More employers are interested in workplace wellness for their businesses. But what exactly is workplace wellness, and how can it benefit your organization?
WELLNESS IN THE WORKPLACE
The idea of the workplace as a space promoting wellness has evolved over the last couple of decades. Industrial workplaces had focused largely on worker safety, but with the knowledge economy shift to sedentary desk jobs, it became more apparent to employers—and employees—that businesses could and should take an interest in ensuring that their employees were not only safe, but healthy.
HEALTHY EMPLOYEES ARE GOOD FOR BUSINESS
In a world where traditional health benefits come with hefty premiums and ever-increasing costs, the idea of preventative programs for employee health have huge appeal. Rather than waiting for an employee to develop a chronic health problem like diabetes, cardiac disease, or even just a bad back, employers take an active role in promoting healthy living. That translates into fewer claims for chronic conditions, following the old saying that an ounce of prevention is worth a pound of cure.
Healthy employees also take fewer sick days and are more productive when they’re at work, which creates additional benefits for employers. In short, happy, healthy employees contribute to a better workplace environment, which lowers costs for businesses—and helps employees live their best lives.
WHAT IS WORKPLACE WELLNESS?
So what exactly does “workplace wellness” consist of? Essentially, it’s any program that’s designed to promote healthy, active behaviours in the workplace. This can include offering gym memberships as part of an employee benefit plan, scheduling seminars to educate employees about healthy choices, creating a lunch-hour workout program, or any number of other programs designed to promote healthy choices. Some firms might choose to offer healthy meals in the workplace cafeteria. Others might implement a “contest” in which employees compete with each other to log the most steps on their Fitbit or pedometer. Still others might follow the example of some firms in Turkey, who allow employees to arrive to work an hour late—provided they hit they gym first.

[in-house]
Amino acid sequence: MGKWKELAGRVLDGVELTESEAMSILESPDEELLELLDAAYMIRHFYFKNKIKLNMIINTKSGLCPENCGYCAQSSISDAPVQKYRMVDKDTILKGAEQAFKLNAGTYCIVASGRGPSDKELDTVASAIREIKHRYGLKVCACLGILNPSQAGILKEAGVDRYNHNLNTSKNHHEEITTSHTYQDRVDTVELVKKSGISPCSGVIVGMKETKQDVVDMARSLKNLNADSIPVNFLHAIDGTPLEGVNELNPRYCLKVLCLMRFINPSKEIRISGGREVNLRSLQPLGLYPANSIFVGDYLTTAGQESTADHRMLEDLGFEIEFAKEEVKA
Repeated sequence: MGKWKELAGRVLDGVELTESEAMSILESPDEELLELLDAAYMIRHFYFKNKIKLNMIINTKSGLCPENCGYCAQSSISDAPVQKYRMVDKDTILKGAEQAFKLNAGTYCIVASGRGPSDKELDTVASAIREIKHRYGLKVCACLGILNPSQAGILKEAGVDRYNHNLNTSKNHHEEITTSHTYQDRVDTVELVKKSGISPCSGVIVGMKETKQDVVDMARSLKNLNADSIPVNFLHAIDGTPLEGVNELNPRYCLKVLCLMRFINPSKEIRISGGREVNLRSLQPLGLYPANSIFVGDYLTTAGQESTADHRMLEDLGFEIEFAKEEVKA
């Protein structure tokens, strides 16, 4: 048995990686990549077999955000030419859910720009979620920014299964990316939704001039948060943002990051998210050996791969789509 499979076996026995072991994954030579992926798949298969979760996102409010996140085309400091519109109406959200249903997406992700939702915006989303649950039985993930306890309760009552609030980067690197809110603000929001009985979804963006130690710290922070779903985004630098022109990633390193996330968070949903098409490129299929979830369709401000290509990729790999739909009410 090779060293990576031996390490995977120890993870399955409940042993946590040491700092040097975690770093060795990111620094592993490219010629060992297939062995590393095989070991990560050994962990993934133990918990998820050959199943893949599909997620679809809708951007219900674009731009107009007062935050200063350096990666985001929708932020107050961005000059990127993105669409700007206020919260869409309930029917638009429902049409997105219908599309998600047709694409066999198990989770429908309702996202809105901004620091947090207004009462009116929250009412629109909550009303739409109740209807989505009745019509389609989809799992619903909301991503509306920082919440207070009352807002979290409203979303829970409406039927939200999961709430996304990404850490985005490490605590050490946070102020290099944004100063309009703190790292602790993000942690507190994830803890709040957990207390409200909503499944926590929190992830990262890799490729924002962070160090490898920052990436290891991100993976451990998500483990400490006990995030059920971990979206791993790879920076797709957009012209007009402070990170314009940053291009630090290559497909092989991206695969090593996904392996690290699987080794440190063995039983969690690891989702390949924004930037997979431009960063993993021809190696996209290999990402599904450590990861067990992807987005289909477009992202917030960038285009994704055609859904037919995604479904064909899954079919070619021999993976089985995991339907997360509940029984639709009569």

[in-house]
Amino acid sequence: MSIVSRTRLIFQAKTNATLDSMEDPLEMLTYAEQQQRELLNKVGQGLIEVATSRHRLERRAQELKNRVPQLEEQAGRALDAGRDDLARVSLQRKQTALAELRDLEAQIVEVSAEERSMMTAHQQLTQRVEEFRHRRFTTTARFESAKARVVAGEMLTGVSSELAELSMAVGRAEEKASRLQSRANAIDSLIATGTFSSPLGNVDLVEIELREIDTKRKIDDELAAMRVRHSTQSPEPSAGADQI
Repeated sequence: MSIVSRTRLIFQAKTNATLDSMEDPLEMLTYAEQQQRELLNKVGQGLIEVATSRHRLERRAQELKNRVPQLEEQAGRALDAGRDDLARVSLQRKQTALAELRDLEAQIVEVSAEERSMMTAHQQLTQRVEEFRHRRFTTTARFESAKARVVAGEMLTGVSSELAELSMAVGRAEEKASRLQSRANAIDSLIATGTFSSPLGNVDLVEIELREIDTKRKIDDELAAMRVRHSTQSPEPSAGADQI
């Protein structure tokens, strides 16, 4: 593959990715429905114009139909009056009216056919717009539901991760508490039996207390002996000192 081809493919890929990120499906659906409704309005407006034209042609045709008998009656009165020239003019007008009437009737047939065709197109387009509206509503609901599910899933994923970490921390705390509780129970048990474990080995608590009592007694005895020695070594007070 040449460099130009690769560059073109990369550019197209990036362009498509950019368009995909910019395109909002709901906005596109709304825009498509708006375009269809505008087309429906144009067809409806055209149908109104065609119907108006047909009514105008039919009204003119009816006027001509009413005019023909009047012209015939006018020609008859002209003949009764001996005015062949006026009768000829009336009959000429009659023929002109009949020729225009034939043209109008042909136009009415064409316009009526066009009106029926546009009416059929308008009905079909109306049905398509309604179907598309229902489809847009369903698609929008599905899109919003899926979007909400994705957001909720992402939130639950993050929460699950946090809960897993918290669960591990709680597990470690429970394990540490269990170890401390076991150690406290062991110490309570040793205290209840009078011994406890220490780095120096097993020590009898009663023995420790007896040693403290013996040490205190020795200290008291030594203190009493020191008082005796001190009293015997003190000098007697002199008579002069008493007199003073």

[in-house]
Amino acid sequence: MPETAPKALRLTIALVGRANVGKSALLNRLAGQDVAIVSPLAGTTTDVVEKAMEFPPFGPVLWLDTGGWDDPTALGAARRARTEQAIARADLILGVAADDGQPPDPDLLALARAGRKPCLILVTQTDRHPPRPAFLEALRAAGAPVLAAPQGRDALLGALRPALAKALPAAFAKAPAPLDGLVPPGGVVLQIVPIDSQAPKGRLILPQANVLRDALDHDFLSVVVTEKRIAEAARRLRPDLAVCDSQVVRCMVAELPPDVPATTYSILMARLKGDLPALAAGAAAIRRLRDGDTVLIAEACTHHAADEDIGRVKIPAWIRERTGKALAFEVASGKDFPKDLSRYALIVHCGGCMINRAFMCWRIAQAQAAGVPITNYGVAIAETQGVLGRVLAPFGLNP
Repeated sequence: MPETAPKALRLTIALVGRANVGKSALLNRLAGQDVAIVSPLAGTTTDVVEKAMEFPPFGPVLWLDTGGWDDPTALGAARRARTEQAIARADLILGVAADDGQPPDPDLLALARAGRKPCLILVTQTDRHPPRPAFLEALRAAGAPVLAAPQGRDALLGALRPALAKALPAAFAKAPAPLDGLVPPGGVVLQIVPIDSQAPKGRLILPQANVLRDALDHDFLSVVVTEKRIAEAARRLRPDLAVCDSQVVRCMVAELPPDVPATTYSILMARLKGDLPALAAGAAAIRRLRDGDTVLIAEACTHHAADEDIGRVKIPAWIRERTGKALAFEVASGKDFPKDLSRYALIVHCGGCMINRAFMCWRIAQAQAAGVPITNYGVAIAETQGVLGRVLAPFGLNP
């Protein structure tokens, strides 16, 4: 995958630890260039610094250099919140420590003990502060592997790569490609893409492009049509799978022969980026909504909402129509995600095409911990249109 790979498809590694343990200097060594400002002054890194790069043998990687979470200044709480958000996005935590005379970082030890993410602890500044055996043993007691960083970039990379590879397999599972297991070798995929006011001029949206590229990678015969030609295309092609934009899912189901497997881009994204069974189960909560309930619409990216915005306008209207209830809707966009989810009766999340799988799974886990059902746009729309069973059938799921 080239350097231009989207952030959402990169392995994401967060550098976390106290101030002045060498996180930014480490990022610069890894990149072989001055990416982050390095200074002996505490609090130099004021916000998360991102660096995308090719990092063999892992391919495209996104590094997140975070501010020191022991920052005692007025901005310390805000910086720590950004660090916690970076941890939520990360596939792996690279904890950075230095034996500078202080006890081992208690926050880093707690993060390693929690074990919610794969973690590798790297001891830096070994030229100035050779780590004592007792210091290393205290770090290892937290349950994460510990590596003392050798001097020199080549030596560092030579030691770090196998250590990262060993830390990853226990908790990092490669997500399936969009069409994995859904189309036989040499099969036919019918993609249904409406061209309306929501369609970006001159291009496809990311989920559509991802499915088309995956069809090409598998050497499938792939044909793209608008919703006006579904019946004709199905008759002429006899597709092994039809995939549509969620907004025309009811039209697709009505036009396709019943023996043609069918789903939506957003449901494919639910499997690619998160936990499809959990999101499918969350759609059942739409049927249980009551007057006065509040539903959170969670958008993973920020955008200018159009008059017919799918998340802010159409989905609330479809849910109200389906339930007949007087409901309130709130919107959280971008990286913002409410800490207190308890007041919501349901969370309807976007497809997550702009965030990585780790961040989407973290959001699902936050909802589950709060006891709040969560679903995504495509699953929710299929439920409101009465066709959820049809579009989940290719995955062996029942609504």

WHERE DO YOU START?
Beginning a workplace wellness program or even adding to an existing program can seem overwhelming. There are many options, and employees may, at first, be resistant to wellness programs. Any firm can implement a wellness program, however, and it doesn’t need to be expensive.
Be sure to start small. For example, you might begin by offering seminars on healthy living, or switch up the cafeteria menu to offer more healthful alternatives. You could also talk to the local gym about offering your employees discounted memberships or contact a local fitness trainer to run lunch-hour workout sessions. All of these are small motions toward a wider wellness program—and great first steps for any employer to take.
MIND THE BOTTOM LINE
Some organizations will resist wellness programs at first in part because they believe the costs will be too high. After all, your firm might already be paying high health benefit premiums—so why add to your cost burden?
There’s good news: wellness programs don’t need to be expensive. First, there may be a government program in place to help you cover the costs of any program you implement; you may be able to write off the cost of seminars or gym memberships as a business expense. Second, employers with active wellness programs will actually be given a break on their health benefit premiums by their insurance programs. Finally, consider the costs of not implementing a wellness program: sick employees with high rates of absenteeism, low productivity, and high-cost health claims. Can you afford not to have a wellness program?
Felicia is the manager of human capital solutions at AugmentHR. With over six years of recruitment experience coupled with multi-faceted HR roles, Felicia is an expert in matching people with the right role and environment. She has worked in many different industries, including investment banking, HR consulting firms, medical, and commercial. Understanding people is one of her strengths, and she has recruited at every level, from directors, project managers, and engineers to operators and general labourers. Her ability to network and develop relationships has been a key tool to her success. With approximately two years of experience managing people and creating a positive work environment, Felicia’s diverse skill set makes her a well-rounded individual. Her business education and background help her identify different business needs and human capital solutions.